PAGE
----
By Caroline Lynch Pieroni, The Courier-Journal
It took more than a year, and several dozen open houses, but Isidro and Rosario Magdaleno finally found the perfect home.
The pair, who came to the U.S. from Mexico seven years ago to work, bought their first house -- a three-bedroom off Goldsmith Lane, complete with a large yard for their two children.
Though there was a lot to learn about buying a house in the United States, the Magdalenos were able to find Spanish-speaking real-estate agents to explain what to do and help them get a loan.
For Rosario Magdaleno, 31, the house represents a better life for her children.
"In an apartment, they're always closed in," she said, through a translator, of her daughters Judit, 7, and Linda, 2. "We have to always be telling them: 'Don't jump, don't play music too loudly.' "
The Magdalenos are part of a group that is growing both locally and nationally. The homeownership rate among the country's 42.7 million Hispanics hit a record 49.5 percent in 2005 and 50 percent in the past quarter, according to the U.S. Department of Housing and Urban Development.
"I would say it has taken off more within the last year," said Patricia Bajandas, a Spanish-speaking agent with Semonin Realtors who does 90 percent of her business with Hispanics.
"I find that my business, in comparison to last year, it has doubled."
Several factors are involved. The growing Hispanic population explains some of it, and those in the Louisville and Southern Indiana markets point to local reasons.
Real-estate agents and others credit more education, including seminars offered in Spanish throughout the state by the Kentucky Housing Corp., for taking away the mystery of home buying and teaching first-time owners the ins and outs of the U.S. system. Also, local banks say they are increasingly courting the Spanish market through advertising and hiring bilingual workers to make potential homeowners aware of financing options.
The Magdalenos' search was fast-tracked when Isidro Magdaleno, a 32-year-old forklift operator, saw an ad at a National City bank branch promoting a bilingual loan officer. That led to a Spanish-speaking Realtor, and the couple said that with help from people who spoke their native language, buying a home became a goal they could reach.
"You feel more comfortable," Isidro Magdaleno said, through a translator, of having bilingual help. "For this type of thing you have to be very certain -- completely."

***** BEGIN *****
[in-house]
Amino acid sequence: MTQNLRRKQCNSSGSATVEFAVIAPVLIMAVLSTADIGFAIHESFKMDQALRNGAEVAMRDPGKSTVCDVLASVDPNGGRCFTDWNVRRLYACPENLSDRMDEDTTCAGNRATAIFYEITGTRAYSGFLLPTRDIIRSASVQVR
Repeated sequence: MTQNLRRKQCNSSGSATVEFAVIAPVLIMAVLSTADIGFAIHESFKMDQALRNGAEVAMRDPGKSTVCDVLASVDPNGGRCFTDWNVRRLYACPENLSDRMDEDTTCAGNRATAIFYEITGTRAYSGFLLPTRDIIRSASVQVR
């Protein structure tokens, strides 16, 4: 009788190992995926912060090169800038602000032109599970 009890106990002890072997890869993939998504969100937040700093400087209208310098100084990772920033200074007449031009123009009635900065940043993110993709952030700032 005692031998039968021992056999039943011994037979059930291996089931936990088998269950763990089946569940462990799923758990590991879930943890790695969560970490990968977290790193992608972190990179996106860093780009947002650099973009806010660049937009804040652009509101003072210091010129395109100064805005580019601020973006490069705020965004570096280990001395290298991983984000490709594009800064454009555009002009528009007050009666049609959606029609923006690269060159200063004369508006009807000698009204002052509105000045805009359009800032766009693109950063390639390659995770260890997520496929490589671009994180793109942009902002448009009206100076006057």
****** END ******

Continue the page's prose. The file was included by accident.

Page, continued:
Bridging education gap
The Kentucky Housing Corp., a self-supporting corporation attached to the Finance and Administration Cabinet, promotes affordable housing. For the past few years, the corporation has offered its programs, including the "Yes you can … Own a home" seminar, in Spanish.
Bilingual employees help counsel Hispanics on creating a budget and teach the basics of home buying.
Charla Jackson Peter, spokeswoman for the housing corporation, said it has hired a business development manager to plan more outreach and is considering a Spanish version of its Web site.
Local agents and loan officers who work with Hispanic buyers say many are first-time home buyers and even those who owned a home in their native country find the system here far different.
"Many people come from their homelands and they never have had the opportunity to buy homes," said Bajandas, the real-estate agent. "The system is completely new to them."
Monte Cosin, who moved here three years ago when her husband took a job with Yum! Brands, was surprised at how much Americans move around. She said in her home country of Spain, people stay put, making it more difficult to buy or sell a house.
"Everyone here is buy, sell, buy, sell," she said, adding that affordable prices here have made their Lake Forest home possible. In Spain, "you can't buy a house like this. It's more, more expensive."
For the Magdalenos, the part that was hard to swallow was the 30-year mortgage. In Mexico, Rosario Magdalenos said, a down payment of 30 or 40 percent might be required, and the loan periods are not so long.
"It's a little worrisome to think … 30 years," she said, her eyes widening.
The pages of local Spanish newspapers also hold another clue to the growth in Hispanic home buying. Each week, real-estate and bank ads call out to readers: "Get more from your mortgage" and "Call … for information about mortgage loans."
Local real-estate professionals say banks have started to understand the power of the growing Hispanic community and are trying to reach that market, through advertising, hiring bilingual staff and understanding cultural barriers.
One of those barriers is that experience in the home countries have taught them not to trust banks or the government.
"They feel safer having their money under the mattress, rather than in the bank," said Felipe Mendoca, a loan officer for International Mortgage Lenders. "Most of them pay rent and bills with cash, so it's hard to establish their credit history."
Jeff Nelson, a senior vice president for Republic Bank, said his company has tried to be flexible and understand cultural challenges, including customers who don't have credit.
"We look at some other things to try to make a decision," he said. "We look at their work history, how long they've been paying their bills, their employment status. We look at income."
With continued education and better understanding between banks and Hispanics, the buying will continue to increase, said Yidda Landis, a bilingual Realtor with ReMax Properties East.
She said she's seeing a more diverse clientele -- from professionals to factory workers, from Mexicans to Cubans to Spaniards -- and they're coming to Louisville because of jobs, affordable housing and the city's reputation as a good place to raise kids.
Home buying, for them, is about "stability for their children," she said. "They want to have a little bit of the American dream."
Reporter Darhiana Mateo contributed to this story.